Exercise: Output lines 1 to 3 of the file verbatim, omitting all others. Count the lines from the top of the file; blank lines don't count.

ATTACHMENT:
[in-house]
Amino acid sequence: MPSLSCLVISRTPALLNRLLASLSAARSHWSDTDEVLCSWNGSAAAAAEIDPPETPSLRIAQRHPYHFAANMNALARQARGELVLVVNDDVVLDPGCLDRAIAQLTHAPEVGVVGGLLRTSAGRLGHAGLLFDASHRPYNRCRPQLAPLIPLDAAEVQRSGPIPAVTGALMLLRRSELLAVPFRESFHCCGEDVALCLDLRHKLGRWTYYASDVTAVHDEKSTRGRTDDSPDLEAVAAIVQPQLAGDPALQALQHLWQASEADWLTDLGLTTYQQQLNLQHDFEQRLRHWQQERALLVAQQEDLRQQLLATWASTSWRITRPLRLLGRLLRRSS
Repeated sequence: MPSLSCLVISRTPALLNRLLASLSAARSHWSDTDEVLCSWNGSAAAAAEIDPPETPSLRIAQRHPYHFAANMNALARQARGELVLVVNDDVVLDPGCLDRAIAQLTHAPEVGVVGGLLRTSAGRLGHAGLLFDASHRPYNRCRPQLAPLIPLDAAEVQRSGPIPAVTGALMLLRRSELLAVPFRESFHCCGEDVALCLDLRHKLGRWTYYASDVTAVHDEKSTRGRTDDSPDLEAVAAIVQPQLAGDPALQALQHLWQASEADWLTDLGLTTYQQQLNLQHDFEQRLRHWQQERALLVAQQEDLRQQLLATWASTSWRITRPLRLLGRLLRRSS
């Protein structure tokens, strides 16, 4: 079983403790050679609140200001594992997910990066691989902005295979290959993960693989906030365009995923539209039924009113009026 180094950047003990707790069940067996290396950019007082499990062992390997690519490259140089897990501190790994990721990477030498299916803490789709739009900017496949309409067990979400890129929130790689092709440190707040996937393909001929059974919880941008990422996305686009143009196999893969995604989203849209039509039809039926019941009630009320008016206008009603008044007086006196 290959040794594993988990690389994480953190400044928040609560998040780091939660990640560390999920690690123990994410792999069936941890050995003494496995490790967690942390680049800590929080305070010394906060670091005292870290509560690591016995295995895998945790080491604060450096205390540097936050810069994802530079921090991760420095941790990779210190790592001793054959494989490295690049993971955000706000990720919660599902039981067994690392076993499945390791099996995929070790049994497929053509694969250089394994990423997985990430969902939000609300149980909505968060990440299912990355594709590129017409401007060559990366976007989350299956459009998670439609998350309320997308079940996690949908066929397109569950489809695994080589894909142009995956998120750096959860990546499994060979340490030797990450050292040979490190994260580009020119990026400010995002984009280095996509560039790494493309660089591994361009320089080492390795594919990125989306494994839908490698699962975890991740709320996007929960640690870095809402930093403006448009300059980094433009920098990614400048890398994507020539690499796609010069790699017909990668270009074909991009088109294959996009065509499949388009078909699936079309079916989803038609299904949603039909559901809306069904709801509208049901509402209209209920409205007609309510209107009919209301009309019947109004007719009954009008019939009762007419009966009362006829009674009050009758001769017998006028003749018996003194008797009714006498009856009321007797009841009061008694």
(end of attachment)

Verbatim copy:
[in-house]
Amino acid sequence: MPSLSCLVISRTPALLNRLLASLSAARSHWSDTDEVLCSWNGSAAAAAEIDPPETPSLRIAQRHPYHFAANMNALARQARGELVLVVNDDVVLDPGCLDRAIAQLTHAPEVGVVGGLLRTSAGRLGHAGLLFDASHRPYNRCRPQLAPLIPLDAAEVQRSGPIPAVTGALMLLRRSELLAVPFRESFHCCGEDVALCLDLRHKLGRWTYYASDVTAVHDEKSTRGRTDDSPDLEAVAAIVQPQLAGDPALQALQHLWQASEADWLTDLGLTTYQQQLNLQHDFEQRLRHWQQERALLVAQQEDLRQQLLATWASTSWRITRPLRLLGRLLRRSS
Repeated sequence: MPSLSCLVISRTPALLNRLLASLSAARSHWSDTDEVLCSWNGSAAAAAEIDPPETPSLRIAQRHPYHFAANMNALARQARGELVLVVNDDVVLDPGCLDRAIAQLTHAPEVGVVGGLLRTSAGRLGHAGLLFDASHRPYNRCRPQLAPLIPLDAAEVQRSGPIPAVTGALMLLRRSELLAVPFRESFHCCGEDVALCLDLRHKLGRWTYYASDVTAVHDEKSTRGRTDDSPDLEAVAAIVQPQLAGDPALQALQHLWQASEADWLTDLGLTTYQQQLNLQHDFEQRLRHWQQERALLVAQQEDLRQQLLATWASTSWRITRPLRLLGRLLRRSS